UPnP (which stands for Universal Plug and Play) is a feature that allows the devices on your home network to discover each other and access certain services. Often, this is used for streaming media between devices on a network.
Tons of different devices support UPnP streaming nowadays, which is great, because it means you can rip or download media to your home computer and stream it directly to your TV—no transfer of files required.
There are a lot of different ways to set up UPnP, and it’ll vary depending on each device you use. I’ll explain how it works and how to set it up using the easiest methods I’ve used.
What You’ll Need
A UPnP-capable router. Most routers are UPnP capable, and many of them come with it enabled by default, so you probably don’t have to do anything special. (Below we’ll offer more details on enabling UPnP on your router.)
A Server Program. This is a program on your main PC that shares the media with your UPnP-capable device. There are quite a few different server programs out there, but I’ve found that just using previously mentioned XBMC, which has a UPnP server built-in, works wonders. Mac users should definitely check out the lightweight Majestic, though, and Linux users should try MediaTomb. I haven’t found anything easier to use on Windows. (Update: Many of you have mentioned the super easy-to-use PS3 Media Server in the comments, which is a simple server for Windows and Linux—and, despite its name, supports a ton of different UPnP devices. Thanks to all who shared this!)
A UPnP-capable device to stream to. This can be a Playstation 3, an Xbox 360, a media center running software like XBMC, Boxee, or Plex, and even some TVs and DVD players. Check your device’s documentation to see if it supports UPnP.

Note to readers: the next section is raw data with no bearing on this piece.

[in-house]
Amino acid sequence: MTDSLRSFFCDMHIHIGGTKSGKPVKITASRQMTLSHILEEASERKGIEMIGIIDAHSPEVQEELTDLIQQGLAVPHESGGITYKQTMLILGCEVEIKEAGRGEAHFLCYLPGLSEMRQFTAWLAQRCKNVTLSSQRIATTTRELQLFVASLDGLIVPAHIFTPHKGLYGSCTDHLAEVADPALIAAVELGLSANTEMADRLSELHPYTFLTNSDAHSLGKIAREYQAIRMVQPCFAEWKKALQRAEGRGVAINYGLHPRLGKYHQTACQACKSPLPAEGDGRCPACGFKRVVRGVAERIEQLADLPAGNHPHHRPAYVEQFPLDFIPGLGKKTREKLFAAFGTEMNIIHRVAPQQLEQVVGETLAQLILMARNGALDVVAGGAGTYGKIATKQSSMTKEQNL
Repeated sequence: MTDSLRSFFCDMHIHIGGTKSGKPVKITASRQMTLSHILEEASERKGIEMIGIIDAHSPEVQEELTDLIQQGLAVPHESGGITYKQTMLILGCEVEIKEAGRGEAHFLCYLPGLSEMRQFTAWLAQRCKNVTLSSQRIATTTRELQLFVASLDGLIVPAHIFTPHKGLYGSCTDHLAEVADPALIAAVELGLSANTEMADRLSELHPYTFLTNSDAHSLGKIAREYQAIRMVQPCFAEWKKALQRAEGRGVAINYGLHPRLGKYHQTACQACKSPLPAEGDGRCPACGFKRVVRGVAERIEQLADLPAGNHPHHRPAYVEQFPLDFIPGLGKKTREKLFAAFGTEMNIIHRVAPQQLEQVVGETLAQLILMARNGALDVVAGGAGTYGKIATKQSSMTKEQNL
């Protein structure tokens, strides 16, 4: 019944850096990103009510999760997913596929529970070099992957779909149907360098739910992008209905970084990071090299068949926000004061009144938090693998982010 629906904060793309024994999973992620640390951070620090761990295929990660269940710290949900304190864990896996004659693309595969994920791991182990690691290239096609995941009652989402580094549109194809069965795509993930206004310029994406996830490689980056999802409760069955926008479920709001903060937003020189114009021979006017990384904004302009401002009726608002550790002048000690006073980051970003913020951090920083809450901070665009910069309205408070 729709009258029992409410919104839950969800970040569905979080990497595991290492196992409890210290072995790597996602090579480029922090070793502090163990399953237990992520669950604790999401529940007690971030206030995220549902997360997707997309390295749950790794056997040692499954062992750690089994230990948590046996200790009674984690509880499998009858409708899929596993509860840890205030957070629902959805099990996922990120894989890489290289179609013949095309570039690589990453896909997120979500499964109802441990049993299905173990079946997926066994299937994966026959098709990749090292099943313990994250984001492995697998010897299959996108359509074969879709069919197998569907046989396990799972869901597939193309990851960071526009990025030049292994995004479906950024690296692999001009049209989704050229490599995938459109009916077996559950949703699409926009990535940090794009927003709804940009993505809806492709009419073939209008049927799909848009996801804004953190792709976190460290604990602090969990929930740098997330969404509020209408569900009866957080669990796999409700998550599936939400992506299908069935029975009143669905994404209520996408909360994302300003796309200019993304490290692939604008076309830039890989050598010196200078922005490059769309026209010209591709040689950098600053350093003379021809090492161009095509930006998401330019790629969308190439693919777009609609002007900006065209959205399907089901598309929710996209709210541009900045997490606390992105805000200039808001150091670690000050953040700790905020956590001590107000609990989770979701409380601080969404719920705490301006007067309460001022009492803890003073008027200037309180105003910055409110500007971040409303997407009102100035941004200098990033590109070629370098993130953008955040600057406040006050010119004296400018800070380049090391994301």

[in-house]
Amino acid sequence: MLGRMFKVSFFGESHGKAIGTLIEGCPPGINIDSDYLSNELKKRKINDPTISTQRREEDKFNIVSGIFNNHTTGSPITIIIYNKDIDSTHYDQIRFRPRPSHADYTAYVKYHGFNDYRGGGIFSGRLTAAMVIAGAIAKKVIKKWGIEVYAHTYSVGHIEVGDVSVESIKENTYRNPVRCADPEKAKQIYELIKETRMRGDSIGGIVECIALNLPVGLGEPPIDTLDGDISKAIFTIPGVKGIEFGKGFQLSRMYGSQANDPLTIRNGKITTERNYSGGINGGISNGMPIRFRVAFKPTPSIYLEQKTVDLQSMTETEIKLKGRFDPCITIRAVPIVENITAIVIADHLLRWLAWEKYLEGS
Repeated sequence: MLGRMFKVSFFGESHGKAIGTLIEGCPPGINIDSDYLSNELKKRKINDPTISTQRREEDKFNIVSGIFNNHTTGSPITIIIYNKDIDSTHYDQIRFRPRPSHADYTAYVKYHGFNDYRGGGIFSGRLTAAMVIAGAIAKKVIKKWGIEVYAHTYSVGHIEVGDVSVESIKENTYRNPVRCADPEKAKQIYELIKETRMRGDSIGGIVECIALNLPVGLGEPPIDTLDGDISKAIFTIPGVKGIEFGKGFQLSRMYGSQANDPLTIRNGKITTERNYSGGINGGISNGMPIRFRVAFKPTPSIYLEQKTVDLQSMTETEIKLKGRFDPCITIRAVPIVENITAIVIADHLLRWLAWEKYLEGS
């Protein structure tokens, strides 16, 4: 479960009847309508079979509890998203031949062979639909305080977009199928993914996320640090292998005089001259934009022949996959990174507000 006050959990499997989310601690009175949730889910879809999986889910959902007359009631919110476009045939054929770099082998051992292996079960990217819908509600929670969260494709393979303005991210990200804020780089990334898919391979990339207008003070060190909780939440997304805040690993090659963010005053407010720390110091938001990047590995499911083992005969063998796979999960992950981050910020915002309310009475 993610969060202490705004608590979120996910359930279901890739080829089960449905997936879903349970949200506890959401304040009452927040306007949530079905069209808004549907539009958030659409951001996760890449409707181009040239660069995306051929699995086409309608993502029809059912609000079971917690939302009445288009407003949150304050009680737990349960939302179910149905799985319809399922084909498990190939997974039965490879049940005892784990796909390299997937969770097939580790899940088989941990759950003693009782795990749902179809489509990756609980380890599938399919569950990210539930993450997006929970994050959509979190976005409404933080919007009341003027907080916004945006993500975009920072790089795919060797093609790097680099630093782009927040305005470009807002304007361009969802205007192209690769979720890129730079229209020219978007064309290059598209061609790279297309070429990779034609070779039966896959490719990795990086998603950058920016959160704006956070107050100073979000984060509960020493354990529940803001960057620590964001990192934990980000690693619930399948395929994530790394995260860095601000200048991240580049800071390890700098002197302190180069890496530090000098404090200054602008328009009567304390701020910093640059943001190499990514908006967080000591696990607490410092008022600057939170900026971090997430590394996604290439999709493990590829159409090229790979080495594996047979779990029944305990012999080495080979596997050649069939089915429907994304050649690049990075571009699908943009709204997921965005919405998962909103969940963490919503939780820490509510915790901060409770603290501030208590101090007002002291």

Step One: Set Up Your UPnP Server
For the purposes of this tutorial, I’ll use XBMC as my server, since it works on Windows, Mac OS X, and Linux, and is pretty simple to set up. As mentioned above, if you’d prefer to use a different UPnP server, you have other options, as well. If you don’t already have XBMC, grab it here.
If, for example, you want to share videos with another UPnP-capable device, just head into the Videos section of XBMC and choose “Add Source”. Tab over to Browse, navigate to the folder on your hard drive where you store your media and hit OK. That folder will now be indexed by XBMC and automatically shared to any UPnP-capable device on your network.
Step Two: Set Up Your UPnP-Capable Device (If Necessary)
Most devices should discover UPnP servers automatically, which is what makes it so easy. For example, if you have a PlayStation 3, you should just be able to navigate to the Video section and see your computer pop right up as a new source. You can then browse your shared folders right from there. If you don’t see your shared folder on your device, check the settings and make sure UPnP is enabled, as some do not come with it enabled automatically. XBMC users, for example, will have to hit “Add Source” again and choose UPnP device to detect devices on the network. Check your device’s manual if you don’t just see it pop up.
Step Three: Enjoy Your Glorious Streaming Media
That’s it! UPnP is one of the easiest ways to share media around your house, and it only takes a few minutes to set up. Remember that whenever you want to access your media, you’ll need your server program (in this case XBMC) running on your main machine.
Hopefully this helps you get started and save you the trouble of constantly transferring all those files. Enjoy your UPnP!